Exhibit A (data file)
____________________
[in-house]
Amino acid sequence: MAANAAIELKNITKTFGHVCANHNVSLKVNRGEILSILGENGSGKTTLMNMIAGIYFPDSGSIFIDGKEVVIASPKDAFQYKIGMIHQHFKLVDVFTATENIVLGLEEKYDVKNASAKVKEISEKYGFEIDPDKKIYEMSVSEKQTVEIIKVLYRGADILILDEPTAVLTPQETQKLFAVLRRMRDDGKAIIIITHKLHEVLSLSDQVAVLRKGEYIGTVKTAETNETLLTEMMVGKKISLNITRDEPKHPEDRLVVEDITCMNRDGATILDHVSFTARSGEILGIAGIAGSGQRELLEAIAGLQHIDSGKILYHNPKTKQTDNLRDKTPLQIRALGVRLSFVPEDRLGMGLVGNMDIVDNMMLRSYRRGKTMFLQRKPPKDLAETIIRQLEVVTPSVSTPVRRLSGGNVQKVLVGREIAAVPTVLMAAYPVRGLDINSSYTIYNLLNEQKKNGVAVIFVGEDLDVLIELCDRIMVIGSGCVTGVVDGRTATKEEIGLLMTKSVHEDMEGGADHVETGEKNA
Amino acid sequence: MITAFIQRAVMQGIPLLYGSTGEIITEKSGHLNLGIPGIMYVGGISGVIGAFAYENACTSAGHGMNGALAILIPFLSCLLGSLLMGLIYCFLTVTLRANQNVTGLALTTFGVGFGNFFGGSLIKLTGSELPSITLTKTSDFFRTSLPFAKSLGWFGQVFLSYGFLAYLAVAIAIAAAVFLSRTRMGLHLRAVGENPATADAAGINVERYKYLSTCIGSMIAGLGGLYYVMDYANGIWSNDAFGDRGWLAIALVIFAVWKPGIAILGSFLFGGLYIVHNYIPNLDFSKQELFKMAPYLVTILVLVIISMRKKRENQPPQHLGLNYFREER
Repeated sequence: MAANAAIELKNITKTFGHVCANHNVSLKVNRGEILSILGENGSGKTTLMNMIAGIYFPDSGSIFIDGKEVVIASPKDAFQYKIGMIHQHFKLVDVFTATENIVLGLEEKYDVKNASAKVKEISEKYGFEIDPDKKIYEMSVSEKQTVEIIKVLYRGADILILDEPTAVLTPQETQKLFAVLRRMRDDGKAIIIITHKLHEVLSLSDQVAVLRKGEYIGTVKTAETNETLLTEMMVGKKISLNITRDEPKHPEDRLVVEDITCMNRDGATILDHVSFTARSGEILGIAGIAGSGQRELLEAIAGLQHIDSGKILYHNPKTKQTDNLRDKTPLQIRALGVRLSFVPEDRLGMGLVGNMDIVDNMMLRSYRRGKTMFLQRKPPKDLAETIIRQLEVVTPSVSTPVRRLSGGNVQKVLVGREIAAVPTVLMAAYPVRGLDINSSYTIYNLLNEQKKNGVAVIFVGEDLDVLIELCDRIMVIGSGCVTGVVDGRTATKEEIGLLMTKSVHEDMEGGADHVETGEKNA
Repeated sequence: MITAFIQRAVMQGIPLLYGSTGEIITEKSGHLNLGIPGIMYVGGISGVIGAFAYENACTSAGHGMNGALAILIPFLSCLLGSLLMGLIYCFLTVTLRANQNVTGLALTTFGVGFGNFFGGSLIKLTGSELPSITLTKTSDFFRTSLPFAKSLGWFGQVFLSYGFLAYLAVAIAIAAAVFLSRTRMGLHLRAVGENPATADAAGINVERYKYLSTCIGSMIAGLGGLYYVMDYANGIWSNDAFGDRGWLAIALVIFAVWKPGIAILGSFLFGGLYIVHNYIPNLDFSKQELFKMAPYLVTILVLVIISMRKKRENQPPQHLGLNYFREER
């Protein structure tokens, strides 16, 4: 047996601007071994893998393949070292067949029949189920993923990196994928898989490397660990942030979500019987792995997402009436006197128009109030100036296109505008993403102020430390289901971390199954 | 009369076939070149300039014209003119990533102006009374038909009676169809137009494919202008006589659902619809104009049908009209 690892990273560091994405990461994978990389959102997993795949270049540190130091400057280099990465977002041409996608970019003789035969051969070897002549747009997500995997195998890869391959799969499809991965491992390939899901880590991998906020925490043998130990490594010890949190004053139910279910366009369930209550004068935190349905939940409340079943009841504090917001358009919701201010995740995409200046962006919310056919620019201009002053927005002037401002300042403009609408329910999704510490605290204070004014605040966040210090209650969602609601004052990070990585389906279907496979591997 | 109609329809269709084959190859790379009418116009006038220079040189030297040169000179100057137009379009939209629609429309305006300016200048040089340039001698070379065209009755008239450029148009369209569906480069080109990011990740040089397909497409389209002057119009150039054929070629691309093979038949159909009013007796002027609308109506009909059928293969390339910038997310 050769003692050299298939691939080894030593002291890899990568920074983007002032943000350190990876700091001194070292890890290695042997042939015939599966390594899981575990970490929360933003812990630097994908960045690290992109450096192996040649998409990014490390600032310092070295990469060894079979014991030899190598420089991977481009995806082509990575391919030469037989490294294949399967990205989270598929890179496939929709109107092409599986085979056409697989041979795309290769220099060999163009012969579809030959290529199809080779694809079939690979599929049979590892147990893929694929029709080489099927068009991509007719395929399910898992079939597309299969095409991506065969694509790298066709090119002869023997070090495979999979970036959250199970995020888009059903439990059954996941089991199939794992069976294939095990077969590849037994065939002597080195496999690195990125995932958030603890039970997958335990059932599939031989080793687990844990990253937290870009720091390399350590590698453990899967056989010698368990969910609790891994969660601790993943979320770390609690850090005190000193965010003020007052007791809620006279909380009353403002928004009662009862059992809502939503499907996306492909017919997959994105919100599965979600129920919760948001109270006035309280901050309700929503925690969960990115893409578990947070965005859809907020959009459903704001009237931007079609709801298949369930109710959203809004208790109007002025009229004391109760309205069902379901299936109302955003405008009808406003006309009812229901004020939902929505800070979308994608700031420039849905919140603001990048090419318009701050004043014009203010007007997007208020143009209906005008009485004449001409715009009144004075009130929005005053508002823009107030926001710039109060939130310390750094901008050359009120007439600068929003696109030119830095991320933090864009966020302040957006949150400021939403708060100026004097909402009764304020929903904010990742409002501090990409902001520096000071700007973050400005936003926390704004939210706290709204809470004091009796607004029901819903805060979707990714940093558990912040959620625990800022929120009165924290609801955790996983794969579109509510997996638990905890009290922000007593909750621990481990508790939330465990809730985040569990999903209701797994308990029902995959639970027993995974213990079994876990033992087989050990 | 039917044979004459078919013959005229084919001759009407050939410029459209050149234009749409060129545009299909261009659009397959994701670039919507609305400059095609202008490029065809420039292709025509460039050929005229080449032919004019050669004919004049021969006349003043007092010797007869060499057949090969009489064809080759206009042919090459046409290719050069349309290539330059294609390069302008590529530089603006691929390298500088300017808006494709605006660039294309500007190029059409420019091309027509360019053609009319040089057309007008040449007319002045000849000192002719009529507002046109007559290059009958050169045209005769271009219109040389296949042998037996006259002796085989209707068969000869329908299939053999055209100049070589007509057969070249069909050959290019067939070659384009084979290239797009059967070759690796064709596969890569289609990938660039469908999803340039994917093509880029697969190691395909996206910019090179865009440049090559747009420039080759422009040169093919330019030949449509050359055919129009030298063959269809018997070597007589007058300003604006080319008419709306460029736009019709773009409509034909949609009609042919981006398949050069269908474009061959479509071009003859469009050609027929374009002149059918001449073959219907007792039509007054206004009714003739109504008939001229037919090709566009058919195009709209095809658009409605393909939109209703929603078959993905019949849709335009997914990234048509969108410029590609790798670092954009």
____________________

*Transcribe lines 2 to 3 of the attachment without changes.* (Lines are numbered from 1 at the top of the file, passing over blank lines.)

Amino acid sequence: MAANAAIELKNITKTFGHVCANHNVSLKVNRGEILSILGENGSGKTTLMNMIAGIYFPDSGSIFIDGKEVVIASPKDAFQYKIGMIHQHFKLVDVFTATENIVLGLEEKYDVKNASAKVKEISEKYGFEIDPDKKIYEMSVSEKQTVEIIKVLYRGADILILDEPTAVLTPQETQKLFAVLRRMRDDGKAIIIITHKLHEVLSLSDQVAVLRKGEYIGTVKTAETNETLLTEMMVGKKISLNITRDEPKHPEDRLVVEDITCMNRDGATILDHVSFTARSGEILGIAGIAGSGQRELLEAIAGLQHIDSGKILYHNPKTKQTDNLRDKTPLQIRALGVRLSFVPEDRLGMGLVGNMDIVDNMMLRSYRRGKTMFLQRKPPKDLAETIIRQLEVVTPSVSTPVRRLSGGNVQKVLVGREIAAVPTVLMAAYPVRGLDINSSYTIYNLLNEQKKNGVAVIFVGEDLDVLIELCDRIMVIGSGCVTGVVDGRTATKEEIGLLMTKSVHEDMEGGADHVETGEKNA
Amino acid sequence: MITAFIQRAVMQGIPLLYGSTGEIITEKSGHLNLGIPGIMYVGGISGVIGAFAYENACTSAGHGMNGALAILIPFLSCLLGSLLMGLIYCFLTVTLRANQNVTGLALTTFGVGFGNFFGGSLIKLTGSELPSITLTKTSDFFRTSLPFAKSLGWFGQVFLSYGFLAYLAVAIAIAAAVFLSRTRMGLHLRAVGENPATADAAGINVERYKYLSTCIGSMIAGLGGLYYVMDYANGIWSNDAFGDRGWLAIALVIFAVWKPGIAILGSFLFGGLYIVHNYIPNLDFSKQELFKMAPYLVTILVLVIISMRKKRENQPPQHLGLNYFREER